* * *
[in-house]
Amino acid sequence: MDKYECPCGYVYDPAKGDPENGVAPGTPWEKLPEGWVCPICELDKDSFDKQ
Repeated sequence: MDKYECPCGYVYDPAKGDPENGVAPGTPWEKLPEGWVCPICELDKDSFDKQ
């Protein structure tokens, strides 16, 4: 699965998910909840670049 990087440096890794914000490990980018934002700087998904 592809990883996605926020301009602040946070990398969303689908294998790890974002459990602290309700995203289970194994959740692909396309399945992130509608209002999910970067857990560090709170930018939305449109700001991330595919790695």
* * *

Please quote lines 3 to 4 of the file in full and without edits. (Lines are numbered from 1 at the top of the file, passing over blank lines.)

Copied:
Repeated sequence: MDKYECPCGYVYDPAKGDPENGVAPGTPWEKLPEGWVCPICELDKDSFDKQ
């Protein structure tokens, strides 16, 4: 699965998910909840670049 990087440096890794914000490990980018934002700087998904 592809990883996605926020301009602040946070990398969303689908294998790890974002459990602290309700995203289970194994959740692909396309399945992130509608209002999910970067857990560090709170930018939305449109700001991330595919790695």